(Photo: Beth Dubber/Netflix)
The instantly popular Netflix original series, “13 Reasons Why” tells the tale of Hannah Baker who commits suicide and leaves behind audiotapes for the people she considers responsible for her death. The tapes serve as both justification and accusation for her suicide. Mental health professionals have voiced worry that the show’s portrayal of suicide is inaccurate and potentially very harmful.
The concerned feel that “13 Reasons Why” glorifies suicide as a revenge fantasy and “romanticizes and sensationalizes” the idea of ending one’s life. The show’s creators argue that the purpose of the series is to help teens struggling with suicidal thoughts, but for families of victims of suicide, the drama can be extremely triggering. Some superintendents of elementary and middle schools have even reported an increase in cases of self-mutilations and threats of suicide since the show was debuted.
Suicide prevention experts warn that suicide often leads to more suicide, meaning “Someone else’s death by suicide can reinforce a vulnerable person’s motivation to die by suicide,” according to Professor Madelyn Gould of Columbia University.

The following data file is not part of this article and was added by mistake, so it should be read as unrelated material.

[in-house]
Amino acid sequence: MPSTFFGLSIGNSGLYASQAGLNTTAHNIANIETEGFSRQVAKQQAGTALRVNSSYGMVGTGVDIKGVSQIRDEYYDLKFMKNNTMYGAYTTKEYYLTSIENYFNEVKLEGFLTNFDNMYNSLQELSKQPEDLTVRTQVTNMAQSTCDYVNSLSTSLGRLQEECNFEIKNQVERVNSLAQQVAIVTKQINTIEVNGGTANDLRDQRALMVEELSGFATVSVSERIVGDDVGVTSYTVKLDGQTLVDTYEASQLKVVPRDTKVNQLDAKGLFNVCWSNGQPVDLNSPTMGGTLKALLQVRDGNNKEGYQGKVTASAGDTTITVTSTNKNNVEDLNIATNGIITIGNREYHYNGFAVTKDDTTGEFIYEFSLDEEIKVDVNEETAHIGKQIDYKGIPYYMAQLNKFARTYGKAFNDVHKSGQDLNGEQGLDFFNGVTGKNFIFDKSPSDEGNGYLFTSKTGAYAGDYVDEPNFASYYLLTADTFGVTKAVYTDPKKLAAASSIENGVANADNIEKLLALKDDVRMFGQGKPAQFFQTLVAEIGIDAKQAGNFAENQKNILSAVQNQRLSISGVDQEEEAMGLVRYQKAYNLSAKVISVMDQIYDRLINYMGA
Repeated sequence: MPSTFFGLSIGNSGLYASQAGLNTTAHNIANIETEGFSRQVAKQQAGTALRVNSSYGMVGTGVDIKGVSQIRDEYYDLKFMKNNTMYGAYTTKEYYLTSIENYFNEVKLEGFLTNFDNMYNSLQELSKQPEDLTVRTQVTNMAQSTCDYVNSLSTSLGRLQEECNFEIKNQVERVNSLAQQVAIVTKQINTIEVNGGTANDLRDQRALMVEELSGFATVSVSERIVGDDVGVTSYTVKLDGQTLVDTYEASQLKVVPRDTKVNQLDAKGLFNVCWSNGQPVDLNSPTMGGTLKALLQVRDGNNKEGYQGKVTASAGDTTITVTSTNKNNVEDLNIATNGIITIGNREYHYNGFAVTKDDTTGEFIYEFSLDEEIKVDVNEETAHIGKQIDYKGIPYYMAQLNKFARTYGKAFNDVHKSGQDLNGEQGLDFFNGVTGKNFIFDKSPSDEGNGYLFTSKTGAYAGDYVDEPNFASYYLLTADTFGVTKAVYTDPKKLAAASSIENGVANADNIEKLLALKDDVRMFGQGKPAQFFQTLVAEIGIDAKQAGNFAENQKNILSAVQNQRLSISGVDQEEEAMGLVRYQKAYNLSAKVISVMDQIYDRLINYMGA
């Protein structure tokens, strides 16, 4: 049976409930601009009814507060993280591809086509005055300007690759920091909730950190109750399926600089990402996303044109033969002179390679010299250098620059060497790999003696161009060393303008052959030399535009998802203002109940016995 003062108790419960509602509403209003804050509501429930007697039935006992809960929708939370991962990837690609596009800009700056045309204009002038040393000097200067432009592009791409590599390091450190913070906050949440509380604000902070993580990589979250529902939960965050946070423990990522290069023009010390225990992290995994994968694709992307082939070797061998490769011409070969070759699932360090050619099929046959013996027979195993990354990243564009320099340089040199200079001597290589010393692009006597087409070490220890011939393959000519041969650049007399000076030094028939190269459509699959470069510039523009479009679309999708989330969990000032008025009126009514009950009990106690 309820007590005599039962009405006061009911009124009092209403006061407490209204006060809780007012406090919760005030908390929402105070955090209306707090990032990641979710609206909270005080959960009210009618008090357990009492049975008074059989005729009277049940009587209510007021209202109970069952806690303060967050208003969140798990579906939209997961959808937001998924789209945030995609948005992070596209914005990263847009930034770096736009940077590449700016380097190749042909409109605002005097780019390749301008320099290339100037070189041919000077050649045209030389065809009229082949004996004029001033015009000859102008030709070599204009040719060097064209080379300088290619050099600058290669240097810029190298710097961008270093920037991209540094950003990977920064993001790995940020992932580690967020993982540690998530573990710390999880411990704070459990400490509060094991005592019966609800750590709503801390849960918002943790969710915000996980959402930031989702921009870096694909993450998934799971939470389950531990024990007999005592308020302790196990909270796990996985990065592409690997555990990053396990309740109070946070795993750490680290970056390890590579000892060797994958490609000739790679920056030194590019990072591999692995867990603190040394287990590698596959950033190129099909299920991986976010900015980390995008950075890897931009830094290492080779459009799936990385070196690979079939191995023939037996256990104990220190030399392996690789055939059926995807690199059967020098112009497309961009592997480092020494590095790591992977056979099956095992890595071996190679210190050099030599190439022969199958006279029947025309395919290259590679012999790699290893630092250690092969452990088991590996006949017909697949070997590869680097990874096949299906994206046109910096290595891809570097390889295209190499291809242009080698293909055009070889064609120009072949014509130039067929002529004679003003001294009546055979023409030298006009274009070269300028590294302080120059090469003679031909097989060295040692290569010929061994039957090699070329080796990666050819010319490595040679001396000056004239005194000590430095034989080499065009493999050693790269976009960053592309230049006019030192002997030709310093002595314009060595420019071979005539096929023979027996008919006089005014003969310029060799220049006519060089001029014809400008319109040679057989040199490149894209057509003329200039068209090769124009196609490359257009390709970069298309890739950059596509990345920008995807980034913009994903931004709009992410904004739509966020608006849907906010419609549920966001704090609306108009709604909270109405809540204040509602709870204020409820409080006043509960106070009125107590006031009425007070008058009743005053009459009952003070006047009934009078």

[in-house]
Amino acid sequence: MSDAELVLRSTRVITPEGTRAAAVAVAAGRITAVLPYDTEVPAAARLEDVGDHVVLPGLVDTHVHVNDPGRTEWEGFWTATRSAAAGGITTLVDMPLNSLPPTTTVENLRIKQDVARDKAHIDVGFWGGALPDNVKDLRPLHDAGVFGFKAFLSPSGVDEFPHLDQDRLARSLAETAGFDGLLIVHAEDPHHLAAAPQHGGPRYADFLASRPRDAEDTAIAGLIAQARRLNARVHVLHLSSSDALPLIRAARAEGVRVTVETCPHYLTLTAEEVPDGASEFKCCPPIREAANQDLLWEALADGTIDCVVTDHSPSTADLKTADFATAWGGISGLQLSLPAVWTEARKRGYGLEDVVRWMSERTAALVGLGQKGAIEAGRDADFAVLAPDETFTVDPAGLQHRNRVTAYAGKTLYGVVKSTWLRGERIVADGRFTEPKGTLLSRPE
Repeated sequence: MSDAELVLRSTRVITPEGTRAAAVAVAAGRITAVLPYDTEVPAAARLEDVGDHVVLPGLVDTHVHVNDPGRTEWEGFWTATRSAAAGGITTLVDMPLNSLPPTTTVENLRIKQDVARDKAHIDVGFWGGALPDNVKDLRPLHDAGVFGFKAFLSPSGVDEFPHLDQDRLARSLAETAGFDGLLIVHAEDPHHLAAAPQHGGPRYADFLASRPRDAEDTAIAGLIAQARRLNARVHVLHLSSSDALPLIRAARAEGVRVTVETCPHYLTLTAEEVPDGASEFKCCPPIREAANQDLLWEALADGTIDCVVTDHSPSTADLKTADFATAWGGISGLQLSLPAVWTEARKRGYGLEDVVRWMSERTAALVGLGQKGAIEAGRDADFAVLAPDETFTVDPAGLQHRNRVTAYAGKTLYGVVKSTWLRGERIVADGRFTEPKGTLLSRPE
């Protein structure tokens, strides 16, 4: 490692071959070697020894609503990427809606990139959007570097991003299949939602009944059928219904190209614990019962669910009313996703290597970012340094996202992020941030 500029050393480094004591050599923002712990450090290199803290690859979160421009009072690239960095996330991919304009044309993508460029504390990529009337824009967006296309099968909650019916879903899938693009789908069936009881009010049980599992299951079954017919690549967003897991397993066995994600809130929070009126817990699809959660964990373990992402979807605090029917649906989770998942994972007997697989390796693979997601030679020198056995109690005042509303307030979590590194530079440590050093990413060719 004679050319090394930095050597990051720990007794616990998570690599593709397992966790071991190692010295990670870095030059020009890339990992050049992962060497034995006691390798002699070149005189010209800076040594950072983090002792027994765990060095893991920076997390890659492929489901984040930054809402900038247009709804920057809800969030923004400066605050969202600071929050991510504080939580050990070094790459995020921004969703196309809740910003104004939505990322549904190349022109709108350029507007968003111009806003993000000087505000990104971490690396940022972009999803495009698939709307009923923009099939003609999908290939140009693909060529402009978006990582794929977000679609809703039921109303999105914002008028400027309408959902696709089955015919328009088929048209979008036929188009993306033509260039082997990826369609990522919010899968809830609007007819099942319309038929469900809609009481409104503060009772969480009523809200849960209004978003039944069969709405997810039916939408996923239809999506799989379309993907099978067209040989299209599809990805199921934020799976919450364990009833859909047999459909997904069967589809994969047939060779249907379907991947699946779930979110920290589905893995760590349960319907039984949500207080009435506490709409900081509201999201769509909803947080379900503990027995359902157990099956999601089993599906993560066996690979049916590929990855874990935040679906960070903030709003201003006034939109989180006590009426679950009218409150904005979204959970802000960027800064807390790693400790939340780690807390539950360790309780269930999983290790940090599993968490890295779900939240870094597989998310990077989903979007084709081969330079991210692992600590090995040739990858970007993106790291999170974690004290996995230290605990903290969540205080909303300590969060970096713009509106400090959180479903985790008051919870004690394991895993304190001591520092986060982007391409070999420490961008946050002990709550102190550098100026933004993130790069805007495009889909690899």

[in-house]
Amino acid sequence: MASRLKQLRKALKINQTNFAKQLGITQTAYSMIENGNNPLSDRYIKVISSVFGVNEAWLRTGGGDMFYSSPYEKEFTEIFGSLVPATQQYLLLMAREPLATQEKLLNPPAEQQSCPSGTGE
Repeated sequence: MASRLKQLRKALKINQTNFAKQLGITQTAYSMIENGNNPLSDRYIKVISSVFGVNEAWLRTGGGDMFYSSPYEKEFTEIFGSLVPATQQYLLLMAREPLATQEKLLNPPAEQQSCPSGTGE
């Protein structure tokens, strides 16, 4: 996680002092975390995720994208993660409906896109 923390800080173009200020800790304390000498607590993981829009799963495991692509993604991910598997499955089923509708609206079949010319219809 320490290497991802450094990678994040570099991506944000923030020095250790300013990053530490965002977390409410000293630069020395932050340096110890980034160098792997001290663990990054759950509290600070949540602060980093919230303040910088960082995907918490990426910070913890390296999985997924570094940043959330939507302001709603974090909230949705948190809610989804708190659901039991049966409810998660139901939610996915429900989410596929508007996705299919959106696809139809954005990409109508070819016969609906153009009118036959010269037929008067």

The National Association of School Psychologists feels that students who have suicidal thoughts should avoid the series entirely. In one scene of the show, a counselor tells a student, “If she wanted to end her life, we weren’t going to stop her,” which critics feel enforces the false belief that suicidality is completely unresponsive to intervention. Child and adolescent psychologist Dr. Miller is frustrated by the “gross negligence” of the show’s school counselor who fails to conduct a suicide risk-assessment when Hannah hints at suicide by saying, “I need everything to stop, people, life.” Miller goes on to say about the dramatic series, “It’s so upsetting to me on so many levels.”
Alanna Shingler Staff Reporter